Tracking & Metrics | keeping score provides regular and rapid feedback
Tracking & Metrics

Software development is measured for many reasons:

  • To assess productivity
  • To enable the tracking of progress to determine when the project is ahead, behind or on schedule
  • To establish a baseline for estimation and to encourage team members to improve their ability to estimate based on historic metrics
  • To provide some indication of software quality
  • To identify problem areas

What to track?

The data to track obviously varies widely from project to project, however, the minimum criteria to track are:

  1. Estimates and actual time used
  2. Acceptance tests created and passed (as defined and witnessed by the customer or business representative)

Only track measurements that are genuinely useful to the project. Other common metrics to consider are grouped as follows:

  1. Resources: Planned versus actual, Number of developers, Number of testers
  2. Scope: Number of requirements over time, Number of completed requirements over time, Requirements progress, Total estimation time versus scope consumption
  3. Quality: Number of unit tests failing per run, Number of acceptance tests defined over time, Number of acceptance tests succeeding over time, Bug density, Functional code bulk measured against test code bulk, Number of integrations performed over time, System performance
  4. Time: Estimates and actual time used

When to track?

Tracking should be a passive activity and should not be invasive. Every team member should record the designated software metrics for their tasks on a daily basis, thus ensuring that the metrics accurately reflect the time used and the results produced for each day.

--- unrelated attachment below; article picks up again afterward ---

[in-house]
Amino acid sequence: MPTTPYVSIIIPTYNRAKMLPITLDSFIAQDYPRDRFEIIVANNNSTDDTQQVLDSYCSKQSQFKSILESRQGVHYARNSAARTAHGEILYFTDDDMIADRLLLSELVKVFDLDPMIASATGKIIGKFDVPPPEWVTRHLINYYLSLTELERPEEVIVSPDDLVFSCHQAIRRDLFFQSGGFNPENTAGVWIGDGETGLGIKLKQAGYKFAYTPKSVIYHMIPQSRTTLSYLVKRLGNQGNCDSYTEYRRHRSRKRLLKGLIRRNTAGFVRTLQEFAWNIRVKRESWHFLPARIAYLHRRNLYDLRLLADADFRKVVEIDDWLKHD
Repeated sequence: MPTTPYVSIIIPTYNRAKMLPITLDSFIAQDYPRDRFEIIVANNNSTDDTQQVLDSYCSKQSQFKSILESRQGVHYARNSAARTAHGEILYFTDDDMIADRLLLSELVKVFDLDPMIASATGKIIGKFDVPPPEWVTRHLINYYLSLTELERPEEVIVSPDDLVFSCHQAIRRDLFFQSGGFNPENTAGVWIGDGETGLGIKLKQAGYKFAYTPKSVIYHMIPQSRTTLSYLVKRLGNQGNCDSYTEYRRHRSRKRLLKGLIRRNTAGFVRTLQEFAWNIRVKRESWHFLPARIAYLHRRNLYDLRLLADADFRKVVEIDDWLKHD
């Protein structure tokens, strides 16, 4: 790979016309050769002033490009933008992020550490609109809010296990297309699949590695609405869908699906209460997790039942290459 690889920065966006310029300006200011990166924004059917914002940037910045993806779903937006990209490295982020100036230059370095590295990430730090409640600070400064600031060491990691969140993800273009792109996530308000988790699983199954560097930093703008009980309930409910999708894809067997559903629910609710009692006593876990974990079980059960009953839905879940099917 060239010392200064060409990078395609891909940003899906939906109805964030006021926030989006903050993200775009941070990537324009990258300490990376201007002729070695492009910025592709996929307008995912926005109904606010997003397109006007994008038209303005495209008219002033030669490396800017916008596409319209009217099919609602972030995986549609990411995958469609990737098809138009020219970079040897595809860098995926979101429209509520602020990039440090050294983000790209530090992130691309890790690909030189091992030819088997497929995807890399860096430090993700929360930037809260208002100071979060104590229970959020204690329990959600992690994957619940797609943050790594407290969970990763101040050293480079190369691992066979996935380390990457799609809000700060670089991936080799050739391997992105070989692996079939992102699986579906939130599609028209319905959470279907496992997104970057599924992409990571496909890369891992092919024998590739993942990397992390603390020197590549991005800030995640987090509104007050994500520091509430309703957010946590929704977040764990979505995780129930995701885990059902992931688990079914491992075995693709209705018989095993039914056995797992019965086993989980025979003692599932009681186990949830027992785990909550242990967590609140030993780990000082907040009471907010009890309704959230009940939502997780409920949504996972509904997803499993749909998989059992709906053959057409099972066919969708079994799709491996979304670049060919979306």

How to track?

Software metrics can be recorded using a form on an intranet, for example. This does not disturb an individual's concentration. The collection of the metrics, and the subsequent analysis and generation of graphs should be automated to prevent the introduction of additional process overhead.

Visible graphs

Any team member should be able to sense the status of the project by examining the graphs. The graphs should be published daily and be publicly accessible - this ensures everyone is on the same page. They can be available for viewing on the intranet but they should also be posted on the walls, at suitable locations throughout the work area.

Interpreting the graphs and assessing progress

The graphs provide feedback to the team on progress and the estimates on which the iteration is based. Marking tasks and requirements as complete indicates progress.

A requirement can be marked complete when the customer and/or business representative decides, based on a demonstration and the execution of the acceptance tests, that the implementation satisfies what is expected. Only the customer or business representative is qualified to decide whether any failures that occurred are acceptable as concessions.

An iteration is completed on the day that was set during the iteration-planning phase. The scope of the iteration should be managed by the customer or business representative to satisfy the completion date. Requirements that were de-scoped by the customer or business representative due to reprioritization or requirements that were not completed are deferred for consideration for implementation in the next iteration-planning phase.

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